Despite receiving a generalized report from Turlock Police Chief Robert Jackson, the increase in crime was an unignorable reality for the Turlock City Council. By the request of Councilwoman Amy Bublak, Chief Jackson will be returning to the podium and presenting to the City Council the specific crime trends in the City of Turlock and a course of action to reduce the crime affecting Turlock residents.
Even though Chief’s Jackson’s report did show an increase in crime for Turlock, Councilwoman Bublak was vocal about her frustration with the content of the Chief’s lackluster presentation.
Councilwoman Bublak, a retired Modesto Police Officer, argued that there was no plan of action that would address what TPD would do about the crime trends and emphasized her disappointment with the leadership.
“My comments from this point on are not about the police officers… I speak to the leadership, and so, it’s important that we understand that it’s us sitting here listening to our constituents and their complaints of not feeling safe, quality of life issues, and they’re coming to us and they’re telling us this,” said Councilwoman Bublak.
Bublak continued stating, “They’re not saying that they hate the police department, in fact they’re saying ‘please don’t let them know we’re upset with them, we just want to see them more, and we’re worried about crime.’”
“They’re telling me there’s crime in the west side that’s bothering them, and this is a different area. This is Turlock communities saying there’s a problem, so that’s why we’re here and that’s why I asked you to come forward with some plans.”
Although Chief Jackson was able to break down in person the number of homicides and vehicle thefts, his presentation fell short of showing specific data relating to homicides, larcenies, and other thefts.
Chief Jackson’s graph presented numbers indicating that Part 1 crimes, which include crimes such as murder, larceny, burglary, and aggravated assault, as a whole increased from approximately 41.61 per 1,000 residents in 2014 to 44.1 in 2015.
In his presentation, there was no direct data or graph that separated something like murder from car theft, both considered to be Part 1 crimes.
Verbally, the Police Chief was able to communicate that there were increases in crimes such as motor vehicle theft from 357 to 513, larcenies from 1,618 to 1,635, burglaries from 518 to 603, and aggravated assault from 242 to 260.
In total, the 41.61 number reflects 2,868 Part 1 crimes for 2014 and 44.1 reflects 3,133 Part 1 crimes in 2015.
This number is projected to increase slightly to 44.18 per 1,000 residents for 2016.
Chief Jackson addressed that if the council was interested in seeing a month by month breakdown of crime trends for Turlock, then this was something the Turlock Police Department could provide.
TPD has a public information crime analyst, however, the analyst has been out on medical leave with no one in the department to fill her position. This presented an issue to the City Council since TPD has vacancies, but also has the money to help fill those vacancies.
“I know we have vacancies, which means we have money that isn’t being spent for those salaries that could be used to augment and make some changes to show a little bit more out there if the staffing is available to do something,” stated Councilwoman Bublak.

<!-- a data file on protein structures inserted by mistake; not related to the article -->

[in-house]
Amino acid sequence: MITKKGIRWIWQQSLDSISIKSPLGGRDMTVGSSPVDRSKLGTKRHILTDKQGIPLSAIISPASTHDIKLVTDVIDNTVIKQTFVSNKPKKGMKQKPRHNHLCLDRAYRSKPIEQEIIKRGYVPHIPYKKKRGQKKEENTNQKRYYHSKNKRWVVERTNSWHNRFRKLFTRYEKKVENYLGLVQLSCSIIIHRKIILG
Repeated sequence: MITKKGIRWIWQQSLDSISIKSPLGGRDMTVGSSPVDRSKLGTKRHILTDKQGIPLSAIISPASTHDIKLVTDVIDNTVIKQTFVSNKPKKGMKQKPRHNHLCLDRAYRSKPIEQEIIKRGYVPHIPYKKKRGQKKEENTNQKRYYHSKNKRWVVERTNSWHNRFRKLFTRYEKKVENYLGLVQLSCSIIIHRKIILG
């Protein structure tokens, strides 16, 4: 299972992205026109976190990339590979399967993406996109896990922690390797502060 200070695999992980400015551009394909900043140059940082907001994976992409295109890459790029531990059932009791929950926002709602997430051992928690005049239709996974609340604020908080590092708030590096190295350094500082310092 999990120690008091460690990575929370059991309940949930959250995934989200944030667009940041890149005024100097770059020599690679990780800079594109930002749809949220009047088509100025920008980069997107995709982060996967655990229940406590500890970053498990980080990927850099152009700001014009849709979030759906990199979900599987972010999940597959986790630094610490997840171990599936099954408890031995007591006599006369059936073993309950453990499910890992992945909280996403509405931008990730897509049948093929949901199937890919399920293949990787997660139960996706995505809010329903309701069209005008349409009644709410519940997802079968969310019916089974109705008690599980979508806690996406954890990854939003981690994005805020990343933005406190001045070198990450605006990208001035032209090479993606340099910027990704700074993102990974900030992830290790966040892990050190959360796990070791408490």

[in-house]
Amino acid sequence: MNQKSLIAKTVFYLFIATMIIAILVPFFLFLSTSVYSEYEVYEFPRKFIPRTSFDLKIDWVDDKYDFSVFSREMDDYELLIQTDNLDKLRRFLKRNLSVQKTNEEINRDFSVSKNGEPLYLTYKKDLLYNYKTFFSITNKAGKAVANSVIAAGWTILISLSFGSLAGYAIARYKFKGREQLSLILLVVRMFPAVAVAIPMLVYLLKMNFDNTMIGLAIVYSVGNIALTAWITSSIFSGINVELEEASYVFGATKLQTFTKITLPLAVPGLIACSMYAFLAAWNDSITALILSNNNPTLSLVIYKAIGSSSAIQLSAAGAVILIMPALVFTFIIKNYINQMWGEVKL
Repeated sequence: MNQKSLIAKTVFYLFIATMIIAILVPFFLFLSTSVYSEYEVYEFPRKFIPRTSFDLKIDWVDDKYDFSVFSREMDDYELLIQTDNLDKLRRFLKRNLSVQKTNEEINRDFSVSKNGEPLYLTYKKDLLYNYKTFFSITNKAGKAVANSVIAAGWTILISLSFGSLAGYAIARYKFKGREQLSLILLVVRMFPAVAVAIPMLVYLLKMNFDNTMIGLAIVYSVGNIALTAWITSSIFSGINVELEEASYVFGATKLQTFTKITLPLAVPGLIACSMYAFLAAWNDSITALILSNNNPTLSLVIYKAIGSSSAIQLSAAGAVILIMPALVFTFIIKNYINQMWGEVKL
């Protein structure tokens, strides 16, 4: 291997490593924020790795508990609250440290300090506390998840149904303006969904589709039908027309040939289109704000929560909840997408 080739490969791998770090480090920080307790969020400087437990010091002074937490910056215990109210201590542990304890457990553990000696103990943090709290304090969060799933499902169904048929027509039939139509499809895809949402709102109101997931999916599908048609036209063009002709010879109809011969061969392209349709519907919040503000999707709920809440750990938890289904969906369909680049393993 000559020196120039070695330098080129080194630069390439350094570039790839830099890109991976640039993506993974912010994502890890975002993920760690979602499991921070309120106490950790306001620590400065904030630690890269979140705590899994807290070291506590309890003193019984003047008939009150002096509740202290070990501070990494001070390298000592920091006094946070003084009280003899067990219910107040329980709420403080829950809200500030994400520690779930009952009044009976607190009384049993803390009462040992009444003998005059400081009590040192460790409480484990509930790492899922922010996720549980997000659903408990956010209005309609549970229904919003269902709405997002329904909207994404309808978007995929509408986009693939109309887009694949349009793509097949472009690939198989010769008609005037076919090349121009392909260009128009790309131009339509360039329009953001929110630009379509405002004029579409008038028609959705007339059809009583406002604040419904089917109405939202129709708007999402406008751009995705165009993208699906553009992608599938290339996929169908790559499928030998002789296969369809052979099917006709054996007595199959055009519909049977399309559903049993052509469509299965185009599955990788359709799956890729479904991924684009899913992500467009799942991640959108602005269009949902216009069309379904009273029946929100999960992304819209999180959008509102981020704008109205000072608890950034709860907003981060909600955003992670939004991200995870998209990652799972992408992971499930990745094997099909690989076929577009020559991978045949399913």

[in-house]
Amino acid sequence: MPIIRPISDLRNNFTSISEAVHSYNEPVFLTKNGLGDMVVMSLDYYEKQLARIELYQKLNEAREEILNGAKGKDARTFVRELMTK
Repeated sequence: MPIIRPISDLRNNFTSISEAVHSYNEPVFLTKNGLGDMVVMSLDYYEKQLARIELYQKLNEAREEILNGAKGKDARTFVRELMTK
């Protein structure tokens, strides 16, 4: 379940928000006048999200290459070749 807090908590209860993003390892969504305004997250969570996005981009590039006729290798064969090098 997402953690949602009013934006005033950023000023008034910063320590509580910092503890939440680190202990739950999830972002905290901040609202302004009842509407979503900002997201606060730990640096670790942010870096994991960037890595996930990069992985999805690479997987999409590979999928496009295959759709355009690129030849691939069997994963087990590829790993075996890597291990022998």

Staffing has proved to be an issue for TPD, which currently has 78 sworn officers. There are currently 3 vacancies in TPD, however, even though the money is there to fill them, Chief Jackson has claimed that there are problems in finding qualified candidates.
Councilman Steven Nascimento addressed that Chief Jackson has warned of the uptick in crimes as result of changes in state law, however, with the uptick in crime now readily evident in Turlock, plans for crime should be updated.
Even though Councilman Nascimento noted that he believed the Council could help in terms of policy, by allowing the TPD to overhire sworn officers to provide an average of 78 officers yearly- accounting for retiring and departing officers, he admitted that he was out of his area of expertise when talking about the Chief’s implementation plan under current crime conditions.
“It’s one thing to anticipate an uptick in crime. It’s another thing to see it here and try to figure out well maybe something needs tweaking, and I don’t know that’s not my specialty, it’s yours and so I defer to you. I do think as council we do have some ability to help you in terms of just policy…,” stated Councilman Nascimento.
The implementation plan was included elements of policing, crime prevention, and partnerships. However, as of late, crime prevention efforts such as sites like Nextdoor.com, seldom appear to be monitored. Councilwoman Bublak addressed that a year ago, Chief Jackson told participants of National Night Out to get on Nextdoor.com, a private networking site that could aid in crime prevention.
“The problem is now we’re drinking water out of a firehose. We’ve got problems with crime, our theft is very high, and one of the things we want to do is encourage the public to help us, help them,” said Chief Jackson.
However, even though neighbors are able to connect with one another the site, interaction with police on these sites has been sparse.
“A constant criticism that I hear, and you guys as Councilmembers might hear this, is that these tools on social media are great for neighborhoods to talk to each other, but then a lot of rumors and a lot of things get fed and then they snowball. There’s no one out there monitoring to try and get accurate information out there,” said Mayor Soiseth.
Overall, Councilmembers remained frustrated and disappointed that the presentation did not meet their expectation. Since the plans and specifics of crime trends that were expected were not addressed, Chief Jackson will be returning with another presentation on Aug. 9 that can better present the trends of Turlock crime.